MEXICO CITY (CN) — Mexico’s Supreme Court made history Monday when it voted a woman to head the tribunal for the first time.
The court’s 11 justices voted 6-5 to place Norma Lucía Piña Hernández as chief justice for a term of four years. Piña will also serve as the head of Mexico’s Federal Judiciary Council during her term.
Upon assuming the office, Piña said that she was honored, committed and morally responsible to represent the judiciary “with conviction and dedication, with passion and honesty, as I have tried to do the last 34 years of my life inside this great institution to which I owe and love so much.”
Piña also highlighted the importance of having broken a significant glass ceiling in Mexico’s government.
“We will strive every day for a more just, more equal society, without violence against women,” she said.
Legal scholars also hailed the magnitude of the decision, highlighting the significance of a woman leading the highest court in the land.
“It’s hard to exaggerate the importance of this day,” said Javier Martín Reyes, a law professor at Mexico’s National Autonomous University (UNAM) who called Piña “juridically solid and politically independent.”
Piña takes office at a particularly busy time for Mexico’s judiciary. The 2020s have seen much more legal activity than the previous decade, largely thanks to the hotly debated policies of President Andrés Manuel López Obrador. The branch now faces the largest case backlog in its history.
Political independence is precisely what the Supreme Court needs after the questionable relationship between the judicial and executive branches during the term of her predecessor, Arturo Zaldívar. A decision on López Obrador’s energy reform this past April — one of which Zaldívar voted in favor, Piña against — raised serious questions about the court’s impartiality.
“I think we’ll see a chief justice who is more respectful of the separation of powers and much more collegiality within the court,” said Reyes.
Like López Obrador, Zaldívar has an active media presence that tended to focus attention on himself, rather than the court as an institution, during his term. This personalistic approach to serving as chief justice, Reyes said, “isolated the rest of the court from some of the most important decisions.”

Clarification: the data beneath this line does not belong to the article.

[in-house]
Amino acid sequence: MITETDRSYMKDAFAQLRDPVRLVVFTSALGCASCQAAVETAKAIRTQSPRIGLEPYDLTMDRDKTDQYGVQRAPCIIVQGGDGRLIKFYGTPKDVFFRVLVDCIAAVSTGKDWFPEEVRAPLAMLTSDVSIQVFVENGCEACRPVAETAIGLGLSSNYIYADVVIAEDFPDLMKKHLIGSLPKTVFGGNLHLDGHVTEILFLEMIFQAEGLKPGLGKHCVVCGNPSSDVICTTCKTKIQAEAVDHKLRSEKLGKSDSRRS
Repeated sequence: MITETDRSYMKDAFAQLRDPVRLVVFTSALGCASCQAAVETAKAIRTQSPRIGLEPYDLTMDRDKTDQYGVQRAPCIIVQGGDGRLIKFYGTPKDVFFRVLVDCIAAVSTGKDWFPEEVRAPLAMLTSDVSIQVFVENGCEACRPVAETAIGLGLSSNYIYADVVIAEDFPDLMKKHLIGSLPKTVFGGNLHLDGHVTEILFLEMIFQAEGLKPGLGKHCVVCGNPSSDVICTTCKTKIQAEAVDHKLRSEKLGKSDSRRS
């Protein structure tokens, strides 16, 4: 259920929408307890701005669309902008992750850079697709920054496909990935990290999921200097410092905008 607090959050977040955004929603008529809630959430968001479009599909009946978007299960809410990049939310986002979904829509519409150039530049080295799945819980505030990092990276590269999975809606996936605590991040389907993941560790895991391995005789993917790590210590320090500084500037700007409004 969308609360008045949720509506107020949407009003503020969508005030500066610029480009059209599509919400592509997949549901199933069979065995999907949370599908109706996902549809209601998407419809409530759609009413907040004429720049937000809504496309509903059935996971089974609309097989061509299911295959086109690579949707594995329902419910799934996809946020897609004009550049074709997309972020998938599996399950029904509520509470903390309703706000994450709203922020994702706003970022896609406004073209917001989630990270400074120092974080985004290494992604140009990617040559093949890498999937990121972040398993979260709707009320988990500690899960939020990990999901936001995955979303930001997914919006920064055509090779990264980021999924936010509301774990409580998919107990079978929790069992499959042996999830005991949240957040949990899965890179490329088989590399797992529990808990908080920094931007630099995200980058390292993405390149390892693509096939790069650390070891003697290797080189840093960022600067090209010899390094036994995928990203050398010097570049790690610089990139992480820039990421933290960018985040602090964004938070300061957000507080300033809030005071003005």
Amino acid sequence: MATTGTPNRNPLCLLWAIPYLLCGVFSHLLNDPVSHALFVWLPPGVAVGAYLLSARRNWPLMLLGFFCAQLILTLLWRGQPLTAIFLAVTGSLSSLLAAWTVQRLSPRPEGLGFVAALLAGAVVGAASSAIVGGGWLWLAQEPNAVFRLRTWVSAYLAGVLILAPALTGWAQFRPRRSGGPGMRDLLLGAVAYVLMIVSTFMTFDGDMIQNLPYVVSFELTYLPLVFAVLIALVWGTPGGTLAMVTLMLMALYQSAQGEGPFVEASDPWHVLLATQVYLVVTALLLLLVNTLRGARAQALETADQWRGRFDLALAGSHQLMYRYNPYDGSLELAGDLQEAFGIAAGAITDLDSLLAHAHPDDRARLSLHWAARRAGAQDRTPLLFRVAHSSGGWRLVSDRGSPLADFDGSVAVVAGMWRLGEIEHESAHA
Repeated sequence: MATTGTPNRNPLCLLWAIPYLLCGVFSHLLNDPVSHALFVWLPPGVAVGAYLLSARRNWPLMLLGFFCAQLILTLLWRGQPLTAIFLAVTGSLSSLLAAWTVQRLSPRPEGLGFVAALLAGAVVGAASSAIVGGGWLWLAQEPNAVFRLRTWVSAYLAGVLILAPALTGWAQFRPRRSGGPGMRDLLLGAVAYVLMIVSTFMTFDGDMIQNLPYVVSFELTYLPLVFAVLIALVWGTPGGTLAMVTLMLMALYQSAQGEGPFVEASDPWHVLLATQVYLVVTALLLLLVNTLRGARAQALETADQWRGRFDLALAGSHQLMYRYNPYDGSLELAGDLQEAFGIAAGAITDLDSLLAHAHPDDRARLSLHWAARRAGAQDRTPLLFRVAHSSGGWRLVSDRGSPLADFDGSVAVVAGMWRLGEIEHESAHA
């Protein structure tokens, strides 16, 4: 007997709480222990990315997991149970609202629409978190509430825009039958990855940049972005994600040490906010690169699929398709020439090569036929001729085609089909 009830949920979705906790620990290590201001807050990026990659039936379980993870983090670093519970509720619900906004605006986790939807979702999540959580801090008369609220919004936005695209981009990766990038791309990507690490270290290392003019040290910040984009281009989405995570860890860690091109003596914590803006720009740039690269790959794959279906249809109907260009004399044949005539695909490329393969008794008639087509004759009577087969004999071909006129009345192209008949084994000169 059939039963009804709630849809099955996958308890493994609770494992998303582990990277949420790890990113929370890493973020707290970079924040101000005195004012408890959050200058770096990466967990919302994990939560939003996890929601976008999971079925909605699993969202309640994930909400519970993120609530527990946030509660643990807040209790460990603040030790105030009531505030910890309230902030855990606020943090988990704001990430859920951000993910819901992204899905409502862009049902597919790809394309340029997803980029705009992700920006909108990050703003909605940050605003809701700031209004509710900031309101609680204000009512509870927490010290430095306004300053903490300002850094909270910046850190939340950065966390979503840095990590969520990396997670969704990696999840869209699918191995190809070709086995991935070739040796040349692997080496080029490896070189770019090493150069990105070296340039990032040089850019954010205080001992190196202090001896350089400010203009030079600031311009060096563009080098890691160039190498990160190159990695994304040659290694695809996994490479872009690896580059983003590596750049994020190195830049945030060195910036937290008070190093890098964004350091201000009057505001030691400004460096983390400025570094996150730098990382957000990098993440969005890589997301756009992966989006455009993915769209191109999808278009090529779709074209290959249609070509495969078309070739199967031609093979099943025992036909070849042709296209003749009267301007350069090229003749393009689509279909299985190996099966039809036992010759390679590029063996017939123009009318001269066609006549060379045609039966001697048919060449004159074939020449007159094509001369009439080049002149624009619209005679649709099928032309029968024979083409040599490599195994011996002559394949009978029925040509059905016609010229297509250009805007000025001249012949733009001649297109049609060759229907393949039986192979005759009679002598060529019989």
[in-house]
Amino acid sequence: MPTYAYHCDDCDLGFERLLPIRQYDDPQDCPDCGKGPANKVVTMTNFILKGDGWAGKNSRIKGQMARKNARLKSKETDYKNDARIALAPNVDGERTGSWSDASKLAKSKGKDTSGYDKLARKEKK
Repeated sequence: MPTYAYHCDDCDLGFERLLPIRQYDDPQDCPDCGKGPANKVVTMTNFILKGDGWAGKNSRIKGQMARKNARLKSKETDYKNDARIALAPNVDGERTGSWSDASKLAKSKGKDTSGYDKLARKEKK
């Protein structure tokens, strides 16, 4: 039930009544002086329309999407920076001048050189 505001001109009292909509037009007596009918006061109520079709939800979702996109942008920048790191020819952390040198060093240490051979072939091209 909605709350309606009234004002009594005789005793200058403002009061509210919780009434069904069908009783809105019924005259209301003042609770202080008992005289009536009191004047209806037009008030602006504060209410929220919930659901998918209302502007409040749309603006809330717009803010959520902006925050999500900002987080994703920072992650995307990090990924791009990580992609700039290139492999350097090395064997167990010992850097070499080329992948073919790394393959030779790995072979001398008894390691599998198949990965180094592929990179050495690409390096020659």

Reyes did, however, add the footnote that Piña is still just one of 11 votes on the bench. Sergio López Ayllón, a research professor in the law department at the government-owned think tank CIDE, echoed this caveat, noting the complex nature of the court, and expressed doubt over how much influence Piña could have on its orientation.
"The chief justice can direct, but she cannot determine the votes of the rest of the justices," said López. "The chief justice will not generate more or less impartiality on her own."
Still, after the buddy-buddy relationship he had with Zaldívar, López Obrador may see his influence over the judiciary diminish during the new chief justice's term. Piña was nominated to the court in 2015 by President Enrique Peña Nieto, and has voted against cases involving the president’s agenda more than any of the four other candidates for the position.
Scandal surrounding one of those four opponents, López Obrador appointee Yasmín Esquivel Mossa, likely played a role in Piña’s win Monday. Esquivel, who has supported the president’s agenda more than any of the other candidates, was accused of plagiarizing her bachelor's thesis at UNAM in 1987.
Whether or not the accusations are true — UNAM is currently investigating the claim — is now moot, as far as Esquivel’s designs on the chair in the middle of the court are concerned. She received just two votes in the first round of voting, and only one in the second.
“She literally ended up alone,” said Reyes.
Before the vote, Esquivel reiterated her claim to the authorship of her thesis and refused to heed a petition from legislators and political leaders to step away from the contest.
“A judge shouldn’t allow him or herself to be intimidated no matter how fierce the attack or aggression,” she said. “We want judicious, clean, transparent people in whom we see no room for corruption or the complicity of any member of this branch of government in which society has put its trust.”
Although he is no longer at the head of the court, Zaldívar could still generate some drama in 2023. Legal scholars widely believe that the former chief justice has plans for a political career and that he may not even finish out his 15-year term on the bench, which ends in 2024.
Some see his rulings, his broad social media presence and his proximity to the public as the roots of this future political career, and warn that his premature withdrawal from the court could have negative consequences for jurisprudence both in Mexico and abroad.
“It would not send a positive signal for him to resign his post before finishing out his term and try to begin a political career,” said Juan Manuel Ureiro, a senior researcher at the Mexico City-based public policy consultancy Integralia. “Neither here, nor in any other part of the world.”
Chief Justice Piña, Justice Esquivel and Justice Zaldívar declined multiple requests for interviews.
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